Rock crawling with computers - is it a good idea?
I think so!
I really do - sorry haters - I am going for it!
I have been told that it is not a good idea at all & to abandon the project
I do not think the person who said it was a "bad idea" cannot comprehend the possibility of a car that is better with the use of technology to be more rugged
My DR100 is taking shape, but it does need a lot more work
The concerns are that everything would be shaken to pieces - little do they know that I intend to build cases with dampers from RC cars - I have done this before, but not with a Mac mini or Mac Pro
I would like to get some sponsorship for this project
O2 for the 4G connectivity A satellite broadband company Apple for the computers Intel for the custom Intel boards (controllers & router) & processors CISCO, Corning & Intel for the networking CISCO for working on a custom router with Intel
Previous Land Rover Range Rover DR100 Article
DR100 is a Desert Racer on a 100" wheelbase (Range Rover chassis)
I am endeavouring to build a prototype network for my Land Rover Range Rover desert racer hybrid
Chassis: 1975 Range Rover 100" Wheel Base Engine: 1988 Range Rover 3.5l EFI V8 Roll Cage / Space Frame: FIA Specification 12 point competition cage Body: Land Rover Series 3 Air Portable Custom Lengthened to 100" Wheel Base
The Original Plan
I was interested in using Arduino & Raspberry Pi microcomputers to control the lighting within the cab of my desert racing Range Rover.
I have been experimenting with Arduino, Edison & Raspberry Pi computers running embedded C/C++, Linux & OS X & networking with the aim to build my car network out of many of these devices.
OS X: 3 x Mac Mini or 1 x Mac Pro Devices: 5 Arduinos, Intel Edisons or Raspberry Pis Network Interconnect: Optical networking OM4 MXC InfiniBand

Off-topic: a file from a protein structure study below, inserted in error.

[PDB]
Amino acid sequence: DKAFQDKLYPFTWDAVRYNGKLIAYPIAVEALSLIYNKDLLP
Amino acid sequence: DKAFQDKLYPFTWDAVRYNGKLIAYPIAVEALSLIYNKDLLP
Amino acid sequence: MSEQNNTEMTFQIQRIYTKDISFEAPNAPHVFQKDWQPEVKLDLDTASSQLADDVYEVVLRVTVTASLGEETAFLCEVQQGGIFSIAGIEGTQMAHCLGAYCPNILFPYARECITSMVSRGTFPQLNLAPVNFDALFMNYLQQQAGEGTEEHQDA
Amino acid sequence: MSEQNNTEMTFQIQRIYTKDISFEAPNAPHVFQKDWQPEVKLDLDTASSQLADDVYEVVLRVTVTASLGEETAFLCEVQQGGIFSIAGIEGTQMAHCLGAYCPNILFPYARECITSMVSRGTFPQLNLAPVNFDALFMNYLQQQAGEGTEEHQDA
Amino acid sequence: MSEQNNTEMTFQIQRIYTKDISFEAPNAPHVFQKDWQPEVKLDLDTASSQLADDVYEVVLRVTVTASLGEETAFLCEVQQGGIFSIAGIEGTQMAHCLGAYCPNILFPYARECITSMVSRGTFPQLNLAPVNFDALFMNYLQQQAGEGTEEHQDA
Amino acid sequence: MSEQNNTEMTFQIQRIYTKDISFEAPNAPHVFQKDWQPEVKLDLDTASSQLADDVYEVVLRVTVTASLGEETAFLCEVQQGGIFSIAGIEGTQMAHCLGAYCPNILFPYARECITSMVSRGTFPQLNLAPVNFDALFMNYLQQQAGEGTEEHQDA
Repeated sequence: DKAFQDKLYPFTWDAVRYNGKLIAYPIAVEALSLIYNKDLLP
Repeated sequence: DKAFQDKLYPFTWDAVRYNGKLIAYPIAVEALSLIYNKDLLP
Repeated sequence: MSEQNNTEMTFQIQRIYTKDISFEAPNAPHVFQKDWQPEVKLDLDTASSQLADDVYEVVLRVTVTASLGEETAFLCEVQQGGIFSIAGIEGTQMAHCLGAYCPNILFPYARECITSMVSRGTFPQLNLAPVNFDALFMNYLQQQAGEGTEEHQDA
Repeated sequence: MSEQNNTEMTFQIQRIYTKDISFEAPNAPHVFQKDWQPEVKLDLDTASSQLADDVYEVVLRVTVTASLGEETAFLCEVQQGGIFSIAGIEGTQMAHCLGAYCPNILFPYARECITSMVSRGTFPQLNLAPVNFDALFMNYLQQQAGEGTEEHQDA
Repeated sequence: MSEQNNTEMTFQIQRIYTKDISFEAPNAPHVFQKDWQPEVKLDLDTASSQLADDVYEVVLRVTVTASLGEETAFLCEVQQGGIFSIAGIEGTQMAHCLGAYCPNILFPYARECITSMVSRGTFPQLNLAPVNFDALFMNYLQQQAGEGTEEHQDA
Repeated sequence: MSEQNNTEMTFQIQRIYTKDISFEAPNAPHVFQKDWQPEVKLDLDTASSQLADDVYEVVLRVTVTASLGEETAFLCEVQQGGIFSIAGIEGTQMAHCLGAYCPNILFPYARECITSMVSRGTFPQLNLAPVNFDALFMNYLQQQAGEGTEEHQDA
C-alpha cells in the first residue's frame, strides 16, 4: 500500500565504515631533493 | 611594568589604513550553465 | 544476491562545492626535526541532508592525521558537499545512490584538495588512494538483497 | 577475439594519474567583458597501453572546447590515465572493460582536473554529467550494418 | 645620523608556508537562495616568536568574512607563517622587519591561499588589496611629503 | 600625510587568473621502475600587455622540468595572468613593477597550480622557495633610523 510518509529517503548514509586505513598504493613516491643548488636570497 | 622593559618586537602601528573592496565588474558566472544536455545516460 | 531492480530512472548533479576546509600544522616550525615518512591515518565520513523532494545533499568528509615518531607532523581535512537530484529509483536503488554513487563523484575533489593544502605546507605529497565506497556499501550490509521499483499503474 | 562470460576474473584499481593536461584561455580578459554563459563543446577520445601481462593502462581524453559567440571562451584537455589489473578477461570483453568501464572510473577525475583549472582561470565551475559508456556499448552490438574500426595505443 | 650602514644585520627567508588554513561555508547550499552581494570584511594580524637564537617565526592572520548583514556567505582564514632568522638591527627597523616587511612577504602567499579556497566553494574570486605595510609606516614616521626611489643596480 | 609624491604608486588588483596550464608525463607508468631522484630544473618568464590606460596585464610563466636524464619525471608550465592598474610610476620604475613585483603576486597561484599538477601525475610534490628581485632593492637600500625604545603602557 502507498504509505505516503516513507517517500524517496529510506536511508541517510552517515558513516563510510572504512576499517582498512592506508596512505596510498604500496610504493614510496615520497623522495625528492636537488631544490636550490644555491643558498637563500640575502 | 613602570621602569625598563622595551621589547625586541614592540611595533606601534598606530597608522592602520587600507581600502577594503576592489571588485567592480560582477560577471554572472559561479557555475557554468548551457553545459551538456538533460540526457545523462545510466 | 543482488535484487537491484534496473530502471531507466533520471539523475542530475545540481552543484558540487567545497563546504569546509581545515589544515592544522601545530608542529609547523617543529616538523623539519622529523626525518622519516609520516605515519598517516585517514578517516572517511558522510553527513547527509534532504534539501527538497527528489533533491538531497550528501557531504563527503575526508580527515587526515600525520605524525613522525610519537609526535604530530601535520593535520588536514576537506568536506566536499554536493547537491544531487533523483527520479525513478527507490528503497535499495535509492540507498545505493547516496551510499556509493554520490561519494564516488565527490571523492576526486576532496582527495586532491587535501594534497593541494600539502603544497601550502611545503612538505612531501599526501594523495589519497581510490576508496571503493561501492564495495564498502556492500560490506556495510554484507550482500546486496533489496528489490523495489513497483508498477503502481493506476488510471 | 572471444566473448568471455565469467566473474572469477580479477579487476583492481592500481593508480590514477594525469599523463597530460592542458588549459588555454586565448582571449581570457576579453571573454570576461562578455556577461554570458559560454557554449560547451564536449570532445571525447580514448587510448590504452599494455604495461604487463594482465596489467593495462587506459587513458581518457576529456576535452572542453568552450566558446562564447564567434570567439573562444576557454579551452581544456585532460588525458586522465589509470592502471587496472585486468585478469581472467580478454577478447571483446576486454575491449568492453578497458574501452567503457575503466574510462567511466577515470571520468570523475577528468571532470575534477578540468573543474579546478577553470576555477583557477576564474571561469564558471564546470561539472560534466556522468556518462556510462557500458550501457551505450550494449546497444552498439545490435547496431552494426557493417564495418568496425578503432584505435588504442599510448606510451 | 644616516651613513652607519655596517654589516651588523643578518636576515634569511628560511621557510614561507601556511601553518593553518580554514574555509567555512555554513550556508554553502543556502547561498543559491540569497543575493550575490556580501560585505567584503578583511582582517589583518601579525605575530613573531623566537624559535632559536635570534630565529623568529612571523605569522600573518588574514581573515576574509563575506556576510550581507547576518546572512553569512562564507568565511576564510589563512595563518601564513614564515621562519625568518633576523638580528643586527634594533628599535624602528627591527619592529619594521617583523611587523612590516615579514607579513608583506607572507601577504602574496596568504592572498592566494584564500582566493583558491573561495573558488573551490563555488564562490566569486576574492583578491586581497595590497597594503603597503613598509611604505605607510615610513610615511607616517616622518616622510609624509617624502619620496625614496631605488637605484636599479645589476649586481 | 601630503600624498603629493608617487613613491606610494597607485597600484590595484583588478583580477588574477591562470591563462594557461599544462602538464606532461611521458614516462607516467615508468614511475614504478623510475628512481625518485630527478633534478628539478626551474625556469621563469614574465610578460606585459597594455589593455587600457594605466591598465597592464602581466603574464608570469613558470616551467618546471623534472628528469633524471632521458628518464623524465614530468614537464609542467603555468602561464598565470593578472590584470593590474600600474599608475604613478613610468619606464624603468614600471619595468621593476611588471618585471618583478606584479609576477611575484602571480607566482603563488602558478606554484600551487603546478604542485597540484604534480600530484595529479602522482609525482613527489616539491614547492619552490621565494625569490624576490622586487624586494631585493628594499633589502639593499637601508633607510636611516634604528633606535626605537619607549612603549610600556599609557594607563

The aim for the project is to build a network that will allow me to control anything within my Range Rover including the 1988 3.5l EFI V8; to be able to do this, I have designed a custom computer for running the V8 engine.
I am now looking at custom computers with fibre optic networking throughout the car - this is the way forward that I would like to investigate & look to taking.
It is a costly option, but it will enable me to build a system that is robust & can become an industry standard with experimentation.
It means that I can use systems that have proven themselves in data centres but have not been fully implemented in automotive environments.
I would like to build a custom router with 4G, satellite & radio connections.
The router will not have a (Wi-Fi) wireless access point (WAP).
There will be two dedicated WAPs with fibre optic network ports.
The main unit will be running on OS X & Linux, but there will be my iPad Air 2 on the dashboard running as maps & other dials.
The main dials will run on an iPad Air 2 display connected to a Mac mini that will be re-cased with hydraulic bypass dampers (shock absorbers) built into the case.
Controllers will be custom boards with fibre optic ports onboard.
The entire network will be running on Linux, except for the computers that can be directly interfaced with.
The engine controller will run a Linux distribution.
I am tempted to run Apple Darwin, based on BSD/Unix, on one of the computers in the cab.
This will probably be used as a diagnostic terminal when stationary.